Celia Haddon - Cat Expert

Understanding animals through their behaviour


Smooth newt.

Newts become mature somewhere between 3-7 years and usually do not mate until 6-7 years. Newly adult newts usually migrate to their pond in the autumn, hibernating there ready for their first breeding season in the spring. Sexually experienced newts migrate to the pond for breeding during spring (Bell 1977).

They start mating over a period of about six weeks. The males have a courtship dance of whipping, waving and fanning their tails, culminating in a tail touch that starts the transfer of sperm. The need to breathe means they sometimes have to interrupt this sexual sequence (Halliday 1976). Each egg is laid separately and wrapped in a leaf but only a few survive to hatching. Eggs are eaten by caddis larvae, tadpoles, large water snails and by birds like ducks and moorhens that eat water plants (with eggs attached).   Eggs hatch into larvae, not tadpoles, with external gills then slowly grow into proper newts over the next 90 days (Bell & Lawton 1975)  The time of newt spawning may be influenced by the gravitational and/or geomagnetic changes at full moon (Grant et al., 2009).

When they leave the pond after mating, the older experienced newts usually head back to their preferred land territory. Younger inexperienced newts may follow the older ones or, if there is a big population, head out on their own. Either way, they show more diversity in where they leave the pond (Malgrem 2002). Newts may be able to find a suitable breeding F., pond by following the noise made by toads (Pupin et al., 2006). More research is needed!


Bell, G. & Lawton, J. H. (1975),’The Ecology of the Eggs and Larvae of the Smooth Newt (Triturus vulgaris (Linn.)‘, The Journal of Animal Ecology, 44, 393-423.

Bell, G., (1977), The Life of the Smooth Newt (Triturus vulgaris) after Metamorphosis,’ Ecological Monographs, 47, 279-299.

Grant, R.A., Chadwick, E. A. & Halliday, T., (2009)The lunar cycle: a cue for amphibian reproductive phenology?’ Animal Behaviour, 78, 349–357.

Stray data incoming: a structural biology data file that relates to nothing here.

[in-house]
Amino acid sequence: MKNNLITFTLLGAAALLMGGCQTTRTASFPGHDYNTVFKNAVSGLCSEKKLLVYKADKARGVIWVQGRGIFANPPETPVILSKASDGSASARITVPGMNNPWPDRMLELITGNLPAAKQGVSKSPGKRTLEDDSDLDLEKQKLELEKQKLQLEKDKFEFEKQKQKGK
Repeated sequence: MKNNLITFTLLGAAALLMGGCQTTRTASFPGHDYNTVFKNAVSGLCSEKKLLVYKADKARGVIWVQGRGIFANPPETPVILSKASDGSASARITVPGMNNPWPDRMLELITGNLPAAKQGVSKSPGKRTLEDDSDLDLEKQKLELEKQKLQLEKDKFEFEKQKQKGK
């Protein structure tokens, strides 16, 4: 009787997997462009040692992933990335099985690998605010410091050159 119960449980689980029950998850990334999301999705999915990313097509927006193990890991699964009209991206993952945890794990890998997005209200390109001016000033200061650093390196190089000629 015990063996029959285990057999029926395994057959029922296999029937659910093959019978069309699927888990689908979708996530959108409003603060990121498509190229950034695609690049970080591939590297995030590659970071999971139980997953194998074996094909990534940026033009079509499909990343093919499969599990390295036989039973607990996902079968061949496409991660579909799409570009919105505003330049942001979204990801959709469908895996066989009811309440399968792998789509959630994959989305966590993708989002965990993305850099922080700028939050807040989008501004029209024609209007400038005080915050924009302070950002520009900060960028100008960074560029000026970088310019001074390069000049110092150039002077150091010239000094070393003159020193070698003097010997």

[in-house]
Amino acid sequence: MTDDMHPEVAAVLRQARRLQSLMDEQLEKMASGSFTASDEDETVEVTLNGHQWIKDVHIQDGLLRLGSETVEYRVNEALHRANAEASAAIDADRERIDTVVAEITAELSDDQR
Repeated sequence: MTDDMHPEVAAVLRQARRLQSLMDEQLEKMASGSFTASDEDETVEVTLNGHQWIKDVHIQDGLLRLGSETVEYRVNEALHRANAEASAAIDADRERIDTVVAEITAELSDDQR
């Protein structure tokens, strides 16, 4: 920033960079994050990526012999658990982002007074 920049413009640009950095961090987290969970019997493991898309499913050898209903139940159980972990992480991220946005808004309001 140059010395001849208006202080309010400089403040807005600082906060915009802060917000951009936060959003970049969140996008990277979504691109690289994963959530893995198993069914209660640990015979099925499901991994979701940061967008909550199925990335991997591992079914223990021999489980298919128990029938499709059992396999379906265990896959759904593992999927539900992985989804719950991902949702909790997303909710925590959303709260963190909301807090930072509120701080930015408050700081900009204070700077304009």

Halliday, T. R., (1976), ‘ The libidinous newt. An analysis of variations in the sexual behaviour of the male smooth newt, Tritusus vulgaris, Animal Behaviour, 24, 398-414.

Malgrem, J. C., (2002), ‘How does a newt find its way from a pond? Migration patterns after breeding and metmorphosis in great crested newts (Triturus cristatus) and smooth news ( T. vulgaris), Herpetological Journal, 12, 29-35.

Pupin, F., Sacchi, R., Gentilli, A., Galliotti, P. &  Fasolo, M., (2006), ‘Discrimination of toad calls by smooth newts: support for the heterospecific attraction hypothesis,’ Animal Behaviour, 74, 1683-1690


These notes are my copyright. I am also usually happy to have the exact words reproduced on websites, in return for a link, my name, and if permission is asked beforehand. I like to check the websites where it might be used. Email me via this website for permission which will usually be given. Organisations wishing to use them in print should contact me via this website. Copyright © 2007 Celia Haddon. All Rights Reserved.

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All normal safety precautions should be taken when dealing with animals. The advice in this section should be taken only at the owner’s own risk. All sick animals should be seen by a vet.

General advice of the kind found in this website is no substitute for an individual consultation with a vet or qualified behaviourist working on a vet’s referral.

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